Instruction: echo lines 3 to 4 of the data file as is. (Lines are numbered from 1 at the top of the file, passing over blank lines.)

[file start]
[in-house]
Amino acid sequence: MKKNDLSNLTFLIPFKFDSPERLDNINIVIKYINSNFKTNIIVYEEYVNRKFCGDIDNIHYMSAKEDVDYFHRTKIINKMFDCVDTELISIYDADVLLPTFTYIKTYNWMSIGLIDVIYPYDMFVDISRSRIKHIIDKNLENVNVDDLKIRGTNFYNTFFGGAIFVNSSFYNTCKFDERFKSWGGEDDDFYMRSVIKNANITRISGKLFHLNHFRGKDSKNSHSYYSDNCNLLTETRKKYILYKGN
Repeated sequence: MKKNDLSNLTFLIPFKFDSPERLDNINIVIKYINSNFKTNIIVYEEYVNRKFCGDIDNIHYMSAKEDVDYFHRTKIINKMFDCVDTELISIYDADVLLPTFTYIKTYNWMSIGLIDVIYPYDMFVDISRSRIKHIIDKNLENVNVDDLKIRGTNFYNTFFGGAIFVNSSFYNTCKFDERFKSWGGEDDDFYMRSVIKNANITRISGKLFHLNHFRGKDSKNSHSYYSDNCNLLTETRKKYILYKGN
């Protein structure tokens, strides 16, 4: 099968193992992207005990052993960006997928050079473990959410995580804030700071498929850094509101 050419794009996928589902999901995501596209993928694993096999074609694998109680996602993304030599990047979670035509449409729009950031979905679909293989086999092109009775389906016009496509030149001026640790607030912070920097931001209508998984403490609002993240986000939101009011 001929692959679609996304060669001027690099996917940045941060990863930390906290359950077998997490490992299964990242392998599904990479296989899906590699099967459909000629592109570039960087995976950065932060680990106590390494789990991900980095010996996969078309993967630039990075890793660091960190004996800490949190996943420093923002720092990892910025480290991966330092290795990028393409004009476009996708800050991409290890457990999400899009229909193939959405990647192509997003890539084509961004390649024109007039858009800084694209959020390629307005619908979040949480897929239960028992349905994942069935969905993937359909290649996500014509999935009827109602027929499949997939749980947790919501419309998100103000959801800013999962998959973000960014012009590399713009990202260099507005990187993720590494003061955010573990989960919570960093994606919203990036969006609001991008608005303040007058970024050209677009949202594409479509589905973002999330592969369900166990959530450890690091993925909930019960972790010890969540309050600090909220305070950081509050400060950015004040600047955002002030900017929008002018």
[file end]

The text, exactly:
Repeated sequence: MKKNDLSNLTFLIPFKFDSPERLDNINIVIKYINSNFKTNIIVYEEYVNRKFCGDIDNIHYMSAKEDVDYFHRTKIINKMFDCVDTELISIYDADVLLPTFTYIKTYNWMSIGLIDVIYPYDMFVDISRSRIKHIIDKNLENVNVDDLKIRGTNFYNTFFGGAIFVNSSFYNTCKFDERFKSWGGEDDDFYMRSVIKNANITRISGKLFHLNHFRGKDSKNSHSYYSDNCNLLTETRKKYILYKGN
């Protein structure tokens, strides 16, 4: 099968193992992207005990052993960006997928050079473990959410995580804030700071498929850094509101 050419794009996928589902999901995501596209993928694993096999074609694998109680996602993304030599990047979670035509449409729009950031979905679909293989086999092109009775389906016009496509030149001026640790607030912070920097931001209508998984403490609002993240986000939101009011 001929692959679609996304060669001027690099996917940045941060990863930390906290359950077998997490490992299964990242392998599904990479296989899906590699099967459909000629592109570039960087995976950065932060680990106590390494789990991900980095010996996969078309993967630039990075890793660091960190004996800490949190996943420093923002720092990892910025480290991966330092290795990028393409004009476009996708800050991409290890457990999400899009229909193939959405990647192509997003890539084509961004390649024109007039858009800084694209959020390629307005619908979040949480897929239960028992349905994942069935969905993937359909290649996500014509999935009827109602027929499949997939749980947790919501419309998100103000959801800013999962998959973000960014012009590399713009990202260099507005990187993720590494003061955010573990989960919570960093994606919203990036969006609001991008608005303040007058970024050209677009949202594409479509589905973002999330592969369900166990959530450890690091993925909930019960972790010890969540309050600090909220305070950081509050400060950015004040600047955002002030900017929008002018």